The initial descent was considered within mission parameters, passing critical braking procedures as expected, but the lander's trajectory began to deviate at about 2.1 kilometres (1.3 mi; 6,900 ft) above the surface. The final telemetry readings during ISRO's live-stream show that Vikram's final vertical velocity was 58 m/s (210 km/h) at 330 meters above the surface which, according to the MIT Technology Review, is "quite fast for a lunar landing." Initial reports suggesting a crash were confirmed by ISRO chairman K. Sivan, stating that the lander location was found and that "it must have been a hard landing".
Radio transmissions from the lander were tracked during descent by analysts using a 25-meter radio telescope owned by the Netherlands Institute for Radio Astronomy. Analysis of the doppler data suggests that the loss of signal coincided with the lander impacting the lunar surface at a velocity of nearly 50 metres (160 ft) per second (as opposed to an ideal 2 metres (6.6 ft) per second touchdown velocity).
The powered descent was also observed by the Lunar Reconnaissance Orbiter using its Lyman-Alpha Mapping Project (LAMP) instrument to study changes in the lunar exosphere due to exhaust gases from the lander's engines.
The mission's orbiter used thermal imaging to locate the lander.Unconfirmed reports, citing an ISRO official, stated that the lander was intact, but there has been no official announcement by ISRO on the lander's physical condition. ISRO's Chairman, K. Sivan, tasked senior scientist P. S. Goel to head the Failure Analysis Committee to look into the causes of the failure. As of 8 September 2019, ongoing efforts are being made by ISRO in hopes to restore communications with Vikram, while NASA's Lunar Reconnaissance Orbiter (LRO) is scheduled to fly over and acquire optical images for ISRO on 17 September 2019.
The orbiter part of the mission, with eight scientific instruments, remains operational, and will continue its seven-year mission to study the Moon.
Key scientists and engineers involved in the development of Chandrayaan-2 include:
A lander is a spacecraft which descends toward and comes to rest on the surface of an astronomical body. By contrast with an impact probe, which makes a hard landing and is damaged or destroyed so ceases to function after reaching the surface, a lander makes a soft landing after which the probe remains functional.
Chandrayaan-1 was the first Indian lunar probe under Chandrayaan program. It was launched by the Indian Space Research Organisation in October 2008, and operated until August 2009. The mission included a lunar orbiter and an impactor. India launched the spacecraft using a PSLV-XL rocket, serial number C11, on 22 October 2008 at 00:52 UTC from Satish Dhawan Space Centre, at Sriharikota, Andhra Pradesh about 80 km (50 mi) north of Chennai. The mission was a major boost to India's space program, as India researched and developed its own technology in order to explore the Moon. The vehicle was inserted into lunar orbit on 8 November 2008.
A Moon landing is the arrival of a spacecraft on the surface of the Moon. This includes both manned and robotic missions. The first human-made object to touch the Moon was the Soviet Union's Luna 2, on 13 September 1959.
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The Indian Human Spaceflight Programme (HSP) was created in 2007 by the Indian Space Research Organisation (ISRO) to develop the technology needed to launch crewed orbital spacecraft into low Earth orbit. The first crewed flight is planned with a spacecraft called Gaganyaan for December 2021 on a GSLV Mk-III rocket.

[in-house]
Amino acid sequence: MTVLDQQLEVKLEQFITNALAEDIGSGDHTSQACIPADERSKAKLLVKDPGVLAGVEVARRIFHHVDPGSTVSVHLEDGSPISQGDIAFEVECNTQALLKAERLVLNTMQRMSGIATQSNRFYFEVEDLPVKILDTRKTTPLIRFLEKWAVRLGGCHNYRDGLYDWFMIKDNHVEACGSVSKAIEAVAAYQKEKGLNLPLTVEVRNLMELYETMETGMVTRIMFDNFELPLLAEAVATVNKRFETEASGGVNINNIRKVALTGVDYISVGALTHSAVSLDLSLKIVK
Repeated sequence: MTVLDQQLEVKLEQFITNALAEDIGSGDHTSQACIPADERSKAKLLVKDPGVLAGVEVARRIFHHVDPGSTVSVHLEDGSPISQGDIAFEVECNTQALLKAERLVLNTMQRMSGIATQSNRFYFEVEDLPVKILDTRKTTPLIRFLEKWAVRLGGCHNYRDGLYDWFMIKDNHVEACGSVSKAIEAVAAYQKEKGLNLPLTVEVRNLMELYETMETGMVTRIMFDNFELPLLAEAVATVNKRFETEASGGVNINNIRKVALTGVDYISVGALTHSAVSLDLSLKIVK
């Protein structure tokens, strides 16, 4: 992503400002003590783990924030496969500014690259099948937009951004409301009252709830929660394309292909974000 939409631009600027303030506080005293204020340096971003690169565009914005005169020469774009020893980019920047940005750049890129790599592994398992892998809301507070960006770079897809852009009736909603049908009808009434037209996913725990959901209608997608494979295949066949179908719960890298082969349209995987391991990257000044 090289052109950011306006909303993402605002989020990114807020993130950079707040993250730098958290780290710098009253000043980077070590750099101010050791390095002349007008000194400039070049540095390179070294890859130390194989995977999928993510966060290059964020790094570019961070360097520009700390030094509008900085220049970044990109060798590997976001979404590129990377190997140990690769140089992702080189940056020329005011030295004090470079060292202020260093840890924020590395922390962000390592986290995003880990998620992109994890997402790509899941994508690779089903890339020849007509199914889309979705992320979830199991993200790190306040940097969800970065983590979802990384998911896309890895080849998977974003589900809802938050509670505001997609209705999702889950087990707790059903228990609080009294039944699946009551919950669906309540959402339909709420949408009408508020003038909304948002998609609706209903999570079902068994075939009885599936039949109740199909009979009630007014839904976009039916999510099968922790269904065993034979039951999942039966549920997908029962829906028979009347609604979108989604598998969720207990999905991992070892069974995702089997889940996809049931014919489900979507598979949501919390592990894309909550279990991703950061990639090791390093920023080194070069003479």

Several Asian countries have space programs and are actively competing to achieve scientific and technological advancements in space, a situation sometimes referred to as the Asian space race in the popular media as a reference to the earlier Space Race between the United States and the Soviet Union. Like the previous space race, issues involved in the current push to space include national security, which has spurred many countries to send artificial satellites as well as humans into Earth orbit and beyond. A number of Asian countries are seen as contenders in the ongoing race to be the pre-eminent power in space.
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The Chandrayaan programme, also known as the Indian Lunar Exploration Programme is an ongoing series of outer space missions by the Indian Space Research Organisation (ISRO). The programme incorporates a lunar orbiter, impactor, and future lunar lander and rover spacecraft. The name of the programme is from Sanskrit candrayāna.
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Chandrayaan-2 would be a lone mission by India without Russian tie-up.
Making a throttleable engine of 3 kilonewtons or 4 kilonewtons is a totally new development for us. But we wanted to make use of available technologies. We have a LAM [liquid apogee motor] with a 400 newton thruster, and we have been using it on our satellites. We enhanced it to 800 newtons. It was not a major, new design change.
As solar energy powers the system, a place with good visibility and area of communication was needed. Also, the place where the landing takes place should not have many boulders and craters. The slope for landing should be less than 12 degrees. The South pole has a near-flat surface, with good visibility and sunlight available from the convenience point of view,
Chandrayaan 2's Rover is a 6-wheeled robotic vehicle named Pragyan, which translates to 'wisdom' in Sanskrit.
Lander (Vikram) is undergoing final integration tests. Rover (Pragyan) has completed all tests and waiting for the Vikram readiness to undergo further tests.
Mobility of the Rover in the unknown lunar terrain is accomplished by a Rocker bogie suspension system driven by six wheels. Brushless DC motors are used to drive the wheels to move along the desired path and steering is accomplished by differential speed of the wheels. The wheels are designed after extensive modelling of the wheel-soil interaction, considering the lunar soil properties, sinkage and slippage results from a single wheel test bed. The Rover mobility has been tested in the Lunar test facility wherein the soil simulant, terrain and the gravity of moon are simulated. The limitations w.r.t slope, obstacles, pits in view of slippage/sinkage have been experimentally verified with the analysis results.